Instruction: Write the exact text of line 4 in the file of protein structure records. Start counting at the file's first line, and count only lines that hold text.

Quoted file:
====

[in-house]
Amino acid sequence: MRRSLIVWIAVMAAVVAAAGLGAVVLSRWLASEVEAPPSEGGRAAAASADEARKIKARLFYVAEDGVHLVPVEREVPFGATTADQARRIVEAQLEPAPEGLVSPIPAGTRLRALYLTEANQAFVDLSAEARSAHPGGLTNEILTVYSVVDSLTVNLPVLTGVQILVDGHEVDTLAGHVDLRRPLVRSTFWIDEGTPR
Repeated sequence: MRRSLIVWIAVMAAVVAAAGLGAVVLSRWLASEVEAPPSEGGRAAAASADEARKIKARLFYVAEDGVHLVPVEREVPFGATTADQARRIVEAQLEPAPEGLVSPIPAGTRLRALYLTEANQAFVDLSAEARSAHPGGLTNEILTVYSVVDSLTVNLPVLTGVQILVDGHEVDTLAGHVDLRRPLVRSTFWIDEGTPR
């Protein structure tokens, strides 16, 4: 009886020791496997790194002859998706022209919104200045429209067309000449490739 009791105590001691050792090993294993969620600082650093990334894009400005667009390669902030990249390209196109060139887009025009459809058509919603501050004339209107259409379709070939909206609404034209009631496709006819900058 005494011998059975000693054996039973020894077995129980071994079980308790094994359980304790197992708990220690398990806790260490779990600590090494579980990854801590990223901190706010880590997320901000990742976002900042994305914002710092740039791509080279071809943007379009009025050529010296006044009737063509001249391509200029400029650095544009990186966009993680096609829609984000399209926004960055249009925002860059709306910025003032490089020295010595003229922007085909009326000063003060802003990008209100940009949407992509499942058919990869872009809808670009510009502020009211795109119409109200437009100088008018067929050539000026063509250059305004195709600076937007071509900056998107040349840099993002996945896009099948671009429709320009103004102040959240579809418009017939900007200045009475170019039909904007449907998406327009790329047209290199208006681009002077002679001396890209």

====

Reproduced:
């Protein structure tokens, strides 16, 4: 009886020791496997790194002859998706022209919104200045429209067309000449490739 009791105590001691050792090993294993969620600082650093990334894009400005667009390669902030990249390209196109060139887009025009459809058509919603501050004339209107259409379709070939909206609404034209009631496709006819900058 005494011998059975000693054996039973020894077995129980071994079980308790094994359980304790197992708990220690398990806790260490779990600590090494579980990854801590990223901190706010880590997320901000990742976002900042994305914002710092740039791509080279071809943007379009009025050529010296006044009737063509001249391509200029400029650095544009990186966009993680096609829609984000399209926004960055249009925002860059709306910025003032490089020295010595003229922007085909009326000063003060802003990008209100940009949407992509499942058919990869872009809808670009510009502020009211795109119409109200437009100088008018067929050539000026063509250059305004195709600076937007071509900056998107040349840099993002996945896009099948671009429709320009103004102040959240579809418009017939900007200045009475170019039909904007449907998406327009790329047209290199208006681009002077002679001396890209």